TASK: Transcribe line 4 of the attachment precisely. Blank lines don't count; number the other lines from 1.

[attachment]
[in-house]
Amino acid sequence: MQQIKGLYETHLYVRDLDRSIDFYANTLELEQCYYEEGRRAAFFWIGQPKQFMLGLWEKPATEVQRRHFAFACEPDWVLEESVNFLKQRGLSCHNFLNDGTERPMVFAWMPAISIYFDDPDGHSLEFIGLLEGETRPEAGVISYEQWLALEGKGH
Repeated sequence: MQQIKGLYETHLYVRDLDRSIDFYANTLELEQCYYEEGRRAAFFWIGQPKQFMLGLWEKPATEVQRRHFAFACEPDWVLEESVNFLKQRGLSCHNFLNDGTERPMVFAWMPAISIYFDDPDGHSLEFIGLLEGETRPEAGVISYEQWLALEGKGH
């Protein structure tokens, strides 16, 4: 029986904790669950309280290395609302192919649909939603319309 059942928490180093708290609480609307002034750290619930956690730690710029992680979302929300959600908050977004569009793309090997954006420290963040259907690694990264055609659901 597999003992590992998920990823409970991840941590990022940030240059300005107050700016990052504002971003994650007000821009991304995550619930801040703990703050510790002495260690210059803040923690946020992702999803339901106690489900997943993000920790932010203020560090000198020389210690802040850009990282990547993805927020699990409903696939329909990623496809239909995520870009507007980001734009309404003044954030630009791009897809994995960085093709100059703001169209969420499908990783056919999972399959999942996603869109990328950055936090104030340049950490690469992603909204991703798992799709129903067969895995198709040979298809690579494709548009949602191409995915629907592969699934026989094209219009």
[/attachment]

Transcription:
């Protein structure tokens, strides 16, 4: 029986904790669950309280290395609302192919649909939603319309 059942928490180093708290609480609307002034750290619930956690730690710029992680979302929300959600908050977004569009793309090997954006420290963040259907690694990264055609659901 597999003992590992998920990823409970991840941590990022940030240059300005107050700016990052504002971003994650007000821009991304995550619930801040703990703050510790002495260690210059803040923690946020992702999803339901106690489900997943993000920790932010203020560090000198020389210690802040850009990282990547993805927020699990409903696939329909990623496809239909995520870009507007980001734009309404003044954030630009791009897809994995960085093709100059703001169209969420499908990783056919999972399959999942996603869109990328950055936090104030340049950490690469992603909204991703798992799709129903067969895995198709040979298809690579494709548009949602191409995915629907592969699934026989094209219009």